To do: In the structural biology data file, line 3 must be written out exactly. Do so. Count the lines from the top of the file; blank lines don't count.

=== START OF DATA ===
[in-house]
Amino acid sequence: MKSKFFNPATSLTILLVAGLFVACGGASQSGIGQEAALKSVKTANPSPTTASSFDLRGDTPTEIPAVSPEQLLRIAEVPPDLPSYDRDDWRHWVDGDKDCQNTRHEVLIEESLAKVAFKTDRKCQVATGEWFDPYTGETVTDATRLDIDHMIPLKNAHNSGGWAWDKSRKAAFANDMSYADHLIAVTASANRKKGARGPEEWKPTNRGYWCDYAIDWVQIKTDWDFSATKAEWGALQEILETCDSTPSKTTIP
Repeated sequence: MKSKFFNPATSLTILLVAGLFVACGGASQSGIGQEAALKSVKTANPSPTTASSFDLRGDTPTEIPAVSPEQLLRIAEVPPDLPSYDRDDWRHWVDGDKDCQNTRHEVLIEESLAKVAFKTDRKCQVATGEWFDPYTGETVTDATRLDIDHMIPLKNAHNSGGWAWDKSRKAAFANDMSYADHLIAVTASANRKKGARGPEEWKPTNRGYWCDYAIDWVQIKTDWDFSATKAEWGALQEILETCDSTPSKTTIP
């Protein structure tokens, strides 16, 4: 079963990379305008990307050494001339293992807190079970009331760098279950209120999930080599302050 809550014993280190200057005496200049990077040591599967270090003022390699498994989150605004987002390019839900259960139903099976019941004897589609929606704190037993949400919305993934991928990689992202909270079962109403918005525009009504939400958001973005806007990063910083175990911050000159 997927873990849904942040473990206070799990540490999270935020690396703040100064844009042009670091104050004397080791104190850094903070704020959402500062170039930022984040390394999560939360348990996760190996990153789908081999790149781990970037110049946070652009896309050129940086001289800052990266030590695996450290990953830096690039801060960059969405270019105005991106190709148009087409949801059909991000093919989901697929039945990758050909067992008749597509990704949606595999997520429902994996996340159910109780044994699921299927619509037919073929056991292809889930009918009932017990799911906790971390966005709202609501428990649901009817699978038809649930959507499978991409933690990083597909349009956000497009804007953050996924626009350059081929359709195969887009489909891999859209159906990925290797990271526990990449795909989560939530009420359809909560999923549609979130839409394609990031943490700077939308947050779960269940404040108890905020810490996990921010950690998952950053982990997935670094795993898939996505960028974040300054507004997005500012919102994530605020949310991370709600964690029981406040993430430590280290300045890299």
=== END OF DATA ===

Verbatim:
Repeated sequence: MKSKFFNPATSLTILLVAGLFVACGGASQSGIGQEAALKSVKTANPSPTTASSFDLRGDTPTEIPAVSPEQLLRIAEVPPDLPSYDRDDWRHWVDGDKDCQNTRHEVLIEESLAKVAFKTDRKCQVATGEWFDPYTGETVTDATRLDIDHMIPLKNAHNSGGWAWDKSRKAAFANDMSYADHLIAVTASANRKKGARGPEEWKPTNRGYWCDYAIDWVQIKTDWDFSATKAEWGALQEILETCDSTPSKTTIP